Insura moved for summary judgment and Fulmer filed a response in opposition. To support their respective positions with regard to the exhaustion issue, both parties relied on conflicting courts of appeals' interpretations of this court's holding in Bogan v. Progressive Cas. Ins. Co. (1988), 36 Ohio St.3d 22, 521 N.E.2d 447. Insura relied on the Third District Court of Appeals' interpretation of Bogan set forth in Stahl v. State Farm Mut. Auto. Ins. Co. (1992), 82 Ohio App.3d 599, 612 N.E.2d 1260, to support its position that an insured satisfies an exhaustion clause only if she is able to show that the difference between the tortfeasor's policy limit and the settlement amount was approximately equal to the amount saved in litigation expenses. Applying that interpretation to this case, Insura argued that Fulmer could not show that the $12,500 difference represented the amount she saved by avoiding a trial against the tortfeasor and, thus, Fulmer violated the exhaustion clause of her insurance policy.

In contrast, Fulmer relied on the Twelfth District Court of Appeals' interpretation of Bogan in Combs v. Nationwide Mut. Ins. Co. (1997), 119 Ohio App.3d 137, 694 N.E.2d 555, to support her contention that an insured satisfies the exhaustion clause of her underinsured motorist contract when she accepts any amount in settlement from the tortfeasor but is then limited to recovering only those damages in excess of the tortfeasor's available policy limits. Therefore, Fulmer argued, she satisfied the exhaustion clause and is entitled to underinsured motorist benefits to the extent that her damages exceed the $50,000 limit of the tortfeasor's insurance policy.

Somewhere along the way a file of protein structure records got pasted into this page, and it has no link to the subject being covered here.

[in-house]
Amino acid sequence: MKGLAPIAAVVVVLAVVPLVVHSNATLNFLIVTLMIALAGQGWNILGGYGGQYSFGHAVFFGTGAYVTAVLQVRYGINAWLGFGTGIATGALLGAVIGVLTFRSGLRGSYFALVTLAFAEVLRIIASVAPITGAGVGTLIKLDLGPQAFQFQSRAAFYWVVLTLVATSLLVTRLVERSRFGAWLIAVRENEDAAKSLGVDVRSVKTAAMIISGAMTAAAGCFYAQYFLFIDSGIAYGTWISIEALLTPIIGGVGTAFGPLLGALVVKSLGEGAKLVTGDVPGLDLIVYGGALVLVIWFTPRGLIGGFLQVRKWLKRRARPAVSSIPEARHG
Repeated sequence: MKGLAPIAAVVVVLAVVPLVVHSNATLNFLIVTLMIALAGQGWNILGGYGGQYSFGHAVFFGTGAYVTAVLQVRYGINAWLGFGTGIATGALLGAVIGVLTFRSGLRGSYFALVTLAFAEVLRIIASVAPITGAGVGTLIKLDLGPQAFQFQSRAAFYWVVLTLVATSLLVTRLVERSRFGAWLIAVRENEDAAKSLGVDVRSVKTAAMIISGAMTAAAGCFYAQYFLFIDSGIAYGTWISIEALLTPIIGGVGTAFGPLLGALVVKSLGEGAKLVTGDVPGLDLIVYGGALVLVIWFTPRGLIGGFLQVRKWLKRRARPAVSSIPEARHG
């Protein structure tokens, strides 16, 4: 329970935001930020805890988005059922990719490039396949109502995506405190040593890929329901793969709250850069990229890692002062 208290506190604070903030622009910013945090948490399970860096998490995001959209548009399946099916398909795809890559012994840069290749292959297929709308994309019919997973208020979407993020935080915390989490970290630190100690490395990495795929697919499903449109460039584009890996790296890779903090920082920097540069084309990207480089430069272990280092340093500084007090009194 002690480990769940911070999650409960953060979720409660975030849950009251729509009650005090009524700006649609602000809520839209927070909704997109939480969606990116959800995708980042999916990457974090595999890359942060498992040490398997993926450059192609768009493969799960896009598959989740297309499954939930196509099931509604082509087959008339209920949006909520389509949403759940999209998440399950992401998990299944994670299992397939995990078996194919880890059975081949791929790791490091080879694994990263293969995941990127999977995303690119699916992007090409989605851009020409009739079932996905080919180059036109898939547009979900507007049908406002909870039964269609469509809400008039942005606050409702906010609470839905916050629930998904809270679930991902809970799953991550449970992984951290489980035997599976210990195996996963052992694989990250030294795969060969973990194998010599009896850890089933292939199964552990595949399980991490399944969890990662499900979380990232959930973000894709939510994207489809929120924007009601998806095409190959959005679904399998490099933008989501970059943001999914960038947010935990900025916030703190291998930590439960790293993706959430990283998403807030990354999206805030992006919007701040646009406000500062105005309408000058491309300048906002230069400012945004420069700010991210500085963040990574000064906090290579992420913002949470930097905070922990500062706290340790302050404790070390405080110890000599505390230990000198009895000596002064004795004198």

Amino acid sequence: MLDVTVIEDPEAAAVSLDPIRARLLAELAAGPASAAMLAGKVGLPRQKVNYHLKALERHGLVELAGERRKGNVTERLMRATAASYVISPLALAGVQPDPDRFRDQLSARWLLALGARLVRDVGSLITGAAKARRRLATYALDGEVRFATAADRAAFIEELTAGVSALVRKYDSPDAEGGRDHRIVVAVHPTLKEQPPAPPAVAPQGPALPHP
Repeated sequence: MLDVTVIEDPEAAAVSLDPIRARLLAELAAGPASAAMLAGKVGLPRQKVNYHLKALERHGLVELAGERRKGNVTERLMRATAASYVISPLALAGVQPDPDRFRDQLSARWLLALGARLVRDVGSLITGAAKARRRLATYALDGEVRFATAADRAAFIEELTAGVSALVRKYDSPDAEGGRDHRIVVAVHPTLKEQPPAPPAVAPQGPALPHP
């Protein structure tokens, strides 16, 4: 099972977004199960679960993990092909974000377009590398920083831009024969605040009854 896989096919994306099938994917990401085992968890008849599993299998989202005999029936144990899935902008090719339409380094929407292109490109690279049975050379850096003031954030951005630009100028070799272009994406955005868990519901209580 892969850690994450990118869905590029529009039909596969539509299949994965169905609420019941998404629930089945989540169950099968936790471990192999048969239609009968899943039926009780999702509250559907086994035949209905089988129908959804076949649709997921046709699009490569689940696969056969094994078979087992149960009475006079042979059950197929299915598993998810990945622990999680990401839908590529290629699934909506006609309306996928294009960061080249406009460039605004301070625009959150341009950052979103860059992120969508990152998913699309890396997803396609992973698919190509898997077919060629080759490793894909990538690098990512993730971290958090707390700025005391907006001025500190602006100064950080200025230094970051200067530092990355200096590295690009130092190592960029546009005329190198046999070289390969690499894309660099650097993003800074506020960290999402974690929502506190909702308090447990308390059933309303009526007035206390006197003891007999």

Insura's motion for summary judgment included the additional argument that Fulmer was precluded from recovering underinsured motorist benefits because she violated the subrogation clause of her insurance contract. In this respect, Insura argued that its decision to withhold consent to the settlement was reasonable and, therefore, pursuant to Bogan, Fulmer's subsequent release of the tortfeasor violated the subrogation provision of her insurance contract.